Reviewing What We Know About LOC in Medical Devices

Remember the 2005 guidance document, Guidance for the Content of Premarket Submissions for Software Contained in Medical Devices? In 2020 that guidance is as relevant as ever, and it can be useful to review what we know about the FDA’s expectations regarding Level of Concern (LOC) in medical devices. LOC is important if for no other reason than it determines what manufacturers should include in their premarket submission. The higher the LOC, the more extensive documentation the FDA “recommends” manufacturers submit.

Since manufacturers must state the LOC in their submission, and describe how they arrived at that LOC, it is important to understand the definition of LOC. As a term of art, Level of Concern means “an estimate of the severity of injury that a device could permit or inflict, either directly or indirectly, on a patient or operator as a result of device failures, design flaws, or simply by virtue of employing the device for its intended use.” For software specifically, LOC also implicates the “role of the software in causing, controlling, and/or mitigating hazards that could result in injury to the patient or the operator.”

Before jumping in to the three different levels of concern, note that LOC is not necessarily related to device classification or hazard or risk analysis. The FDA suggests that LOC be determined before any mitigation of relevant hazards. This means that mitigations, regardless of their effect on the individual hazards, do not necessarily decrease the LOC for a device.

 

What are the Levels of Concern?

 

Determining LOC for a Device

 

Documentation Based on LOC

Remember, LOC is about what documentation should be submitted to the FDA. Just because a manufacturer of a device with a Minor LOC does not have to submit as many documents as a manufacturer of a device with a Moderate or Major LOC, does not mean that the Minor LOC device manufacturer should not perform tests or keep documentation for a potential FDA inspection. The LOC flowchart and suggestions in this guidance are more about clerical ease – they govern paperwork to be submitted, but they do not necessarily excuse a manufacturer from “work” in the software development process.

There is some software documentation that must be submitted for all devices, regardless of the LOC. That list is:

  • Level of Concern Statement
  • Software Description
  • Device Hazard Analysis
  • Traceability Analysis
  • Revision Level History

The list of software documentation that differs based on the LOC is:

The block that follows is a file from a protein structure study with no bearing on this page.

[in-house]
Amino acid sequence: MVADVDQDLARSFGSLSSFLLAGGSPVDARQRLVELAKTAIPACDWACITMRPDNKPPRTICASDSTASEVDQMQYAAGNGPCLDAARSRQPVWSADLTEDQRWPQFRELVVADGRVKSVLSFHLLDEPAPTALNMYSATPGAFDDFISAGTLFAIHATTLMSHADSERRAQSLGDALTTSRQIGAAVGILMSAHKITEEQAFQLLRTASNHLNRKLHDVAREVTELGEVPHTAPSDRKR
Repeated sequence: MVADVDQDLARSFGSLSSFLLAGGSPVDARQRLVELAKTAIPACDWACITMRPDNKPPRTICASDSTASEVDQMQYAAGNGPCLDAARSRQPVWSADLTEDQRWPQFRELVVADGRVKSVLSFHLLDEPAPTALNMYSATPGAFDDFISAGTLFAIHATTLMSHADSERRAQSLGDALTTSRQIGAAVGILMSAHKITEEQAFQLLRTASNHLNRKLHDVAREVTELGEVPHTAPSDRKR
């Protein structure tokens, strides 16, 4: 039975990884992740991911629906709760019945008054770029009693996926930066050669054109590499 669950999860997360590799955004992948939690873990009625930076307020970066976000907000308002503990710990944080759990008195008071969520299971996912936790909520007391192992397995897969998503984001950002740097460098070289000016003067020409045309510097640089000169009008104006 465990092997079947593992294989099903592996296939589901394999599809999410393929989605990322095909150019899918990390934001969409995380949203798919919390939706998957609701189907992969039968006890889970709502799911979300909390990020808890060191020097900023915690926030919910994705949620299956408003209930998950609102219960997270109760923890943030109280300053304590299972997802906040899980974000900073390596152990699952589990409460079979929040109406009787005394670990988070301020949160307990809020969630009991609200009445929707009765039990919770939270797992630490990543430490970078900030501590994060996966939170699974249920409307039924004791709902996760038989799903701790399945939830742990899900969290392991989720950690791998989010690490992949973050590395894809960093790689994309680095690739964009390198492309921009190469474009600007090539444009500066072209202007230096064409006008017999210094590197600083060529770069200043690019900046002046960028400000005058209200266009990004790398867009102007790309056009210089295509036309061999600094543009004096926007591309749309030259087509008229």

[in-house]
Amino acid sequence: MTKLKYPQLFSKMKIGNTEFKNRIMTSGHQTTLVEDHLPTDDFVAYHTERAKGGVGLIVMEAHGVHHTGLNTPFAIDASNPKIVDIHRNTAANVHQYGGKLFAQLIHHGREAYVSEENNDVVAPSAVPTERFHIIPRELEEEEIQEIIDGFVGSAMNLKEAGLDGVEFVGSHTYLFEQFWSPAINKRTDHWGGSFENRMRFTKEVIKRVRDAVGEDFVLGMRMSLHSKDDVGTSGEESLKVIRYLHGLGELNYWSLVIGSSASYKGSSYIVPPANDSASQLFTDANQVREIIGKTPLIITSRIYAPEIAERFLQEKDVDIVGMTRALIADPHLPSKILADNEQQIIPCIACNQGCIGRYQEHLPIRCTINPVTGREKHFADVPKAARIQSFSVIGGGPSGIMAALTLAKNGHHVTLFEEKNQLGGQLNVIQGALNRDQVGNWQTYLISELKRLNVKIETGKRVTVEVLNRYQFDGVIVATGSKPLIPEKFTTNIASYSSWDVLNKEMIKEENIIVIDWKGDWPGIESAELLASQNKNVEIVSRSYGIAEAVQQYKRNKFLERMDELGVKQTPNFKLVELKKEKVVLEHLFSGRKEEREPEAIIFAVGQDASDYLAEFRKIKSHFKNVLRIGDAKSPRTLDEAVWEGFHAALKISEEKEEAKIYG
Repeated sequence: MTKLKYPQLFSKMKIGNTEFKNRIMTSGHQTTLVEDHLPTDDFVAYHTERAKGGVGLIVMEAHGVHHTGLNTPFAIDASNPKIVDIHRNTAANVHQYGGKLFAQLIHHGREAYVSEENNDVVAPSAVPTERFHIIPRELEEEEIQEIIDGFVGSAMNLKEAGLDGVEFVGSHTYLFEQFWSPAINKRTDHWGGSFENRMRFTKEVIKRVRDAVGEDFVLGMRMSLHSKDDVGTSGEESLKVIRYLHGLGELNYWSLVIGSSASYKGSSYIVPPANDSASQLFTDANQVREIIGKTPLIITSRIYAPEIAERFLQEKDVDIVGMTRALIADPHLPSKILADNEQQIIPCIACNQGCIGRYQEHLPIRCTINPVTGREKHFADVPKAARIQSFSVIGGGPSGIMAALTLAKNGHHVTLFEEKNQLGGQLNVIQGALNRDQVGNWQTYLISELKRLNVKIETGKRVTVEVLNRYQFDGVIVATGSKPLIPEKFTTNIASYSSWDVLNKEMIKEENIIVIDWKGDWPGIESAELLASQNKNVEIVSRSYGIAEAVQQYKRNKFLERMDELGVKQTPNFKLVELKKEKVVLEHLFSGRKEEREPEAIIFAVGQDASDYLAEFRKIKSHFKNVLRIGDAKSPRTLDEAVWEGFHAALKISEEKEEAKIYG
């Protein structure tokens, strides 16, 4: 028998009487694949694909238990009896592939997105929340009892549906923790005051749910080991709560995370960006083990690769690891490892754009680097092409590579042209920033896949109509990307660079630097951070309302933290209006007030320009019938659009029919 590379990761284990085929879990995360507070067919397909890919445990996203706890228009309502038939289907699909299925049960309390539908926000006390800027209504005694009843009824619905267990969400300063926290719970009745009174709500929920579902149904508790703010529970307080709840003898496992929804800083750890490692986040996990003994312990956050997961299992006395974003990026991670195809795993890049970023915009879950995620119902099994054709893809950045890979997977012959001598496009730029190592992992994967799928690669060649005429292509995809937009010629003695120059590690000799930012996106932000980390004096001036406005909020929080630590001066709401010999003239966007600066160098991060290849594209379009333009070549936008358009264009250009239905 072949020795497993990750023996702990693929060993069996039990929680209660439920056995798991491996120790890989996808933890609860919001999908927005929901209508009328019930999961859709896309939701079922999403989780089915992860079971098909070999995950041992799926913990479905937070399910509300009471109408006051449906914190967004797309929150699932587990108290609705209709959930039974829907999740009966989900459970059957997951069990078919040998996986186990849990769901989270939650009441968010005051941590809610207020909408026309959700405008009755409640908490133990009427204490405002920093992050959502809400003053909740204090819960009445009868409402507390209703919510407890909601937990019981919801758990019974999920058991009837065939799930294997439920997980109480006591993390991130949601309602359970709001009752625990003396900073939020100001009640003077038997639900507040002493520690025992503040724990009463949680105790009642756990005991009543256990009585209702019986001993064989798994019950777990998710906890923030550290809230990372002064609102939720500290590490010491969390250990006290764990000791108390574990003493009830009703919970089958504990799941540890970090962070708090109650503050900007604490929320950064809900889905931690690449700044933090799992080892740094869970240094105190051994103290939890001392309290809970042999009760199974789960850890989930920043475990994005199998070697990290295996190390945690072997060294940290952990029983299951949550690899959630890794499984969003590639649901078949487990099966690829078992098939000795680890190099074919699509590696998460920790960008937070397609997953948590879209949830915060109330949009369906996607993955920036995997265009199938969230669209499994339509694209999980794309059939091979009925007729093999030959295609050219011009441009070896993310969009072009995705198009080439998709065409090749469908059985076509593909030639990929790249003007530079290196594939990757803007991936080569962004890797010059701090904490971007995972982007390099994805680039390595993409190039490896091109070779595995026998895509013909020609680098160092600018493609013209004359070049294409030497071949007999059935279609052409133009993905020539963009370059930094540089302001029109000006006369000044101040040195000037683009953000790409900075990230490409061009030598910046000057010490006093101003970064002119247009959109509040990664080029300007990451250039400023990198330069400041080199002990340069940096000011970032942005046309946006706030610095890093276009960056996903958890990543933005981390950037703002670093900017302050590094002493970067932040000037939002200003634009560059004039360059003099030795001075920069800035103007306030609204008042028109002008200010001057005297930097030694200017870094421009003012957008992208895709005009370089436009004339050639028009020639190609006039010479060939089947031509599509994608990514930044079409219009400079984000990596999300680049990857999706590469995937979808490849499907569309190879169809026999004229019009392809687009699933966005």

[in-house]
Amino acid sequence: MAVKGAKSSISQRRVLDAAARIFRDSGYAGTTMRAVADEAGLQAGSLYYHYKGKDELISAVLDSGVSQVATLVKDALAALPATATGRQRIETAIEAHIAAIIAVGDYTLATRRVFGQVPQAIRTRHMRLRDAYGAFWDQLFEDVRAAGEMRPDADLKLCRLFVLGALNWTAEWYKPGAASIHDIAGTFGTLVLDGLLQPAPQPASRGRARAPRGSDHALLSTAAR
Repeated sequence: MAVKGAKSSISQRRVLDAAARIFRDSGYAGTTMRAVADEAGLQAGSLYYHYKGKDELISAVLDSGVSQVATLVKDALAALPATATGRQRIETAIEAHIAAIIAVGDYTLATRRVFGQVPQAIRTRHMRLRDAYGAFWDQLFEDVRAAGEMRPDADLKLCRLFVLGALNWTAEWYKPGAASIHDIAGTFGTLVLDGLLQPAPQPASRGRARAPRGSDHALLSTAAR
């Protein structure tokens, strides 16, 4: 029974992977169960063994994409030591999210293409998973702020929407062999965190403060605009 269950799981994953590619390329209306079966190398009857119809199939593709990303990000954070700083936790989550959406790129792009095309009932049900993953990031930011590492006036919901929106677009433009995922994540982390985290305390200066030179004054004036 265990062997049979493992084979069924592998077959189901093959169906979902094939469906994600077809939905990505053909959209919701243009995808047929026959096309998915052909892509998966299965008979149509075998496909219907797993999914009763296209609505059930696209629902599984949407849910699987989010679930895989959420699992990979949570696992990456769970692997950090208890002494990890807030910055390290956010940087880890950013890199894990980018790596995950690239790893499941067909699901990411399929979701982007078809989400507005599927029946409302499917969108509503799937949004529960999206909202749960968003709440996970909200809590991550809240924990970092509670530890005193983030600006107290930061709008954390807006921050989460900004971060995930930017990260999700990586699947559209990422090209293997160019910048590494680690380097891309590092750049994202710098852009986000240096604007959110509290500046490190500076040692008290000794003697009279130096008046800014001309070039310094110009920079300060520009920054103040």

• Software Requirements Specification
  • Architecture Design Chart
  • Software Development Environment Description
  • Verification and Validation Documentation
  • Unresolved Anomalies

In this list, the Moderate and Major LOC devices mostly have similar documentation requirements, although the Major LOC devices have additional requirements for the Software Development Environment Description and the V&V Documentation. Of these five types of documentation, only one category (V&V documentation) is required at the time of submission for Minor LOC devices. However, as previously mentioned, that does not mean that a manufacturer of a Minor LOC device does not need to perform any activity except V&V. This is the case even if a standard purports to exempt that type of device from some documentation – that is not what the FDA intended to convey with their LOC flowchart. When you think of the Guidance for the Content of Premarket Submissions for Software Contained in Medical Devices, think of the LOC flowchart as a list of submission requirements that the manufacturer can (and maybe should) exceed for their own records.

 

Read our initial impression of the guidance here: CBER Software Submission Guidance FDA CDRH

About the author

Amy enjoys researching and writing about developments in medical technology and how that intersects with US law. She received her J.D. from the University of Florida Levin College of Law in 2020 and now works as a Regulatory Associate for SoftwareCPR®, a general-purpose regulatory consulting firm that is recognized globally for their expertise with standards and national regulations pertaining to medical device, mobile medical app, and HealthIT software.

What’s New

FDA:  Exemptions, Variances, and Alternate Forms of Adverse Event Reporting for Medical Devices

Manufacturers, importers, and user facilities can request an exemption or variance from any or all of the medical device reporting requirements in 21 CFR Part 803.  Read more:  https://www.fda.gov/medical-devices/medical-device-reporting-mdr-how-report-medical-device-problems/exemptions-variances-and-alternate-forms-adverse-event-reporting-medical-devices

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